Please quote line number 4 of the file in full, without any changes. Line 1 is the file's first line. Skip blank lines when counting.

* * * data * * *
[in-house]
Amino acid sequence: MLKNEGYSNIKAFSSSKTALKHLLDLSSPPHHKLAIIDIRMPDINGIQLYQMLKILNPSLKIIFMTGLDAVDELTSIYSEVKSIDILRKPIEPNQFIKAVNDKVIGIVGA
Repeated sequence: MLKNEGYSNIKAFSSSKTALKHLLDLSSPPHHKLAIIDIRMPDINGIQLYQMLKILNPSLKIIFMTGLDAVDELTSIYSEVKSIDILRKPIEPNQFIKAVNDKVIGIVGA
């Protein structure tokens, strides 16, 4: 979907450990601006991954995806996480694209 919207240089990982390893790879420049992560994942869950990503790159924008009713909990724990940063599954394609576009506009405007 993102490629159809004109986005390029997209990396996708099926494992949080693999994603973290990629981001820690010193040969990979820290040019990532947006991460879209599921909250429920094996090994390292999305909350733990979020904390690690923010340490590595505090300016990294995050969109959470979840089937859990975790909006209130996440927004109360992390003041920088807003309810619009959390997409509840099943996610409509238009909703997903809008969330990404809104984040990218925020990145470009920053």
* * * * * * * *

């Protein structure tokens, strides 16, 4: 979907450990601006991954995806996480694209 919207240089990982390893790879420049992560994942869950990503790159924008009713909990724990940063599954394609576009506009405007 993102490629159809004109986005390029997209990396996708099926494992949080693999994603973290990629981001820690010193040969990979820290040019990532947006991460879209599921909250429920094996090994390292999305909350733990979020904390690690923010340490590595505090300016990294995050969109959470979840089937859990975790909006209130996440927004109360992390003041920088807003309810619009959390997409509840099943996610409509238009909703997903809008969330990404809104984040990218925020990145470009920053």